The number of reports of Quail on www.birdguides.com has been increasing steadily over the last couple of weeks, which fits in nicely with the second wave of migration for this species into Britain and Ireland. Quail begin their northbound migration from Africa in late winter and cross the Mediterranean between March and mid-May and some of these birds will be heard calling in Britain and Ireland from mid-April. Quail that wintered further north in Iberia or North Africa may begin calling there in December and will nest from mid-February. Following the first breeding attempts in Europe, there is a second migratory phase in April and May that may push birds to higher altitudes or more northerly parts of Europe. It is this second wave that usually brings more birds into Britain and Ireland from June onwards and these are likely to be the birds we are hearing calling now.
Remarkably, some of the Quail arriving now are likely to be birds born this year further south in Europe or North Africa. First broods are capable of migrating just two months after hatching and can be sexually mature at the age of 12–15 weeks. This incredible breeding strategy is like those of some butterflies and moths, such as the Painted Lady.
Numbers of Quail reaching Britain and Ireland vary enormously from year to year and are linked to high numbers and breeding success in North Africa. Adverse late-spring conditions there or in southern Europe may contribute to later irruptions further north, as may southerly winds. Notable recent 'Quail years' include 1964, 1970, 1983, 1989 and 2005.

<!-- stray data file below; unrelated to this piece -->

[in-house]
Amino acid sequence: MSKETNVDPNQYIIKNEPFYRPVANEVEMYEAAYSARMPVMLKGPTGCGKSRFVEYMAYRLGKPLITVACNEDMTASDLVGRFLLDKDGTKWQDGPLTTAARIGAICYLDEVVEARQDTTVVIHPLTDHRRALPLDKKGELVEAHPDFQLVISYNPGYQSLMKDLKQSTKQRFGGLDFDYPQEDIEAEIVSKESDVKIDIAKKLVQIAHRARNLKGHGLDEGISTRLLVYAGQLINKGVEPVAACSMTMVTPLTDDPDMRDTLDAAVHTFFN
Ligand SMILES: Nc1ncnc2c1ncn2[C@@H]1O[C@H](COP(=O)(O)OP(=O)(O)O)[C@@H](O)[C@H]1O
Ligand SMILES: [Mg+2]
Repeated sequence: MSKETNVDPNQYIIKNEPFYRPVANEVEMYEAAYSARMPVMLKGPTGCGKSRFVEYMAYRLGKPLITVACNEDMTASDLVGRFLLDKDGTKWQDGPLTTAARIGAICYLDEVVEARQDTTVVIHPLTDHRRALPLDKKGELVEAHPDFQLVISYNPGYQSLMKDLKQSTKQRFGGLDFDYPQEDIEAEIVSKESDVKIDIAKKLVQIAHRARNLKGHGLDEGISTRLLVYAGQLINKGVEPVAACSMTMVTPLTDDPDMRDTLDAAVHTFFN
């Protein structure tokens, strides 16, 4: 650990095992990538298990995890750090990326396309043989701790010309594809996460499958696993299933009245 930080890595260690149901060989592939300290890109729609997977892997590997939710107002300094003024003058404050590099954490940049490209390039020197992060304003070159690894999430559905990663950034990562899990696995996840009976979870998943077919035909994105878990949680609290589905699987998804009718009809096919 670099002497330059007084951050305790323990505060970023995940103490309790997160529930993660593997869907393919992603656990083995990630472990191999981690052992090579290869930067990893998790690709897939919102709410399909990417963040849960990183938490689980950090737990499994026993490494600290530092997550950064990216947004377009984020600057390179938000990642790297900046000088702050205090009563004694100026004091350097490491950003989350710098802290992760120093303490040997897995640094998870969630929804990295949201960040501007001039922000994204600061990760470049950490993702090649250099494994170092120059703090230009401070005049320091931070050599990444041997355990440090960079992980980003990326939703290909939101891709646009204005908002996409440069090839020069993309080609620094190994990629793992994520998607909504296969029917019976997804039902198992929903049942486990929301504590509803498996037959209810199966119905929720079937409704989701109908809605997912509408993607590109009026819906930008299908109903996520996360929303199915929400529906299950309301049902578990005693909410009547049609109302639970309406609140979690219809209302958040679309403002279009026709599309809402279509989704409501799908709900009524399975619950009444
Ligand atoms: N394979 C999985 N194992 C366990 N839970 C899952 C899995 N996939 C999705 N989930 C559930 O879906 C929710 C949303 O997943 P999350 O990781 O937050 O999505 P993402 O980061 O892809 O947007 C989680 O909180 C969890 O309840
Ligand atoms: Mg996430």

Looking at the records submitted to Bird Atlas 2007–11 in 2008 and so far in 2009 it's clear to see the strongholds in Wiltshire, Gloucestershire, North Norfolk and Cheshire. Elsewhere, records are largely across central and eastern England and eastern Scotland. The distribution really reflects calling males as breeding is so difficult to confirm; however, a male heard calling more than a week apart in the same area could be coded as permanent territory (code T) and would represent probable breeding. Males heard singing just once should be coded as singing (code S) and represents possible breeding. If you're lucky enough to record a family party (and have ruled out young partridges!) then we would appreciate the record to confirm breeding. Quail is also a species recorded by the Rare Breeding Birds Panel so please send any breeding records to them too (although the Bird Atlas will pass on appropriate breeding records).
Quail records submitted in 2008 & 2009 (Map: BTO)
Please submit all records of calling Quail to the Bird Atlas, either online at www.birdatlas.net or request a paper form from BTO. All that is required is date, location (a link to Google Maps on the page will help you find the grid reference) and breeding status (singing, territory, etc.).
Many thanks for your help.